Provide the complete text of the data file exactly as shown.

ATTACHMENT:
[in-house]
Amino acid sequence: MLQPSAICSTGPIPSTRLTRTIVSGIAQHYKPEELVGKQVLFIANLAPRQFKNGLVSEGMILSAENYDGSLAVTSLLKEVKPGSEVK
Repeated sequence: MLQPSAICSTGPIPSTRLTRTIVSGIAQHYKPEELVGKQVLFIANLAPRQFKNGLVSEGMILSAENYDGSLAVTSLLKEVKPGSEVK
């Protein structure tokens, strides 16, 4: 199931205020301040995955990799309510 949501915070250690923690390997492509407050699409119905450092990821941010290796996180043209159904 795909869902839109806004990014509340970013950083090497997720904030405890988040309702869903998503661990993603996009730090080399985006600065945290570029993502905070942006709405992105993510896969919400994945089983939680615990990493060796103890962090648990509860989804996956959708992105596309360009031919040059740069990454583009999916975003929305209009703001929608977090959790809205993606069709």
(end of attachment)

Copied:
[in-house]
Amino acid sequence: MLQPSAICSTGPIPSTRLTRTIVSGIAQHYKPEELVGKQVLFIANLAPRQFKNGLVSEGMILSAENYDGSLAVTSLLKEVKPGSEVK
Repeated sequence: MLQPSAICSTGPIPSTRLTRTIVSGIAQHYKPEELVGKQVLFIANLAPRQFKNGLVSEGMILSAENYDGSLAVTSLLKEVKPGSEVK
């Protein structure tokens, strides 16, 4: 199931205020301040995955990799309510 949501915070250690923690390997492509407050699409119905450092990821941010290796996180043209159904 795909869902839109806004990014509340970013950083090497997720904030405890988040309702869903998503661990993603996009730090080399985006600065945290570029993502905070942006709405992105993510896969919400994945089983939680615990990493060796103890962090648990509860989804996956959708992105596309360009031919040059740069990454583009999916975003929305209009703001929608977090959790809205993606069709």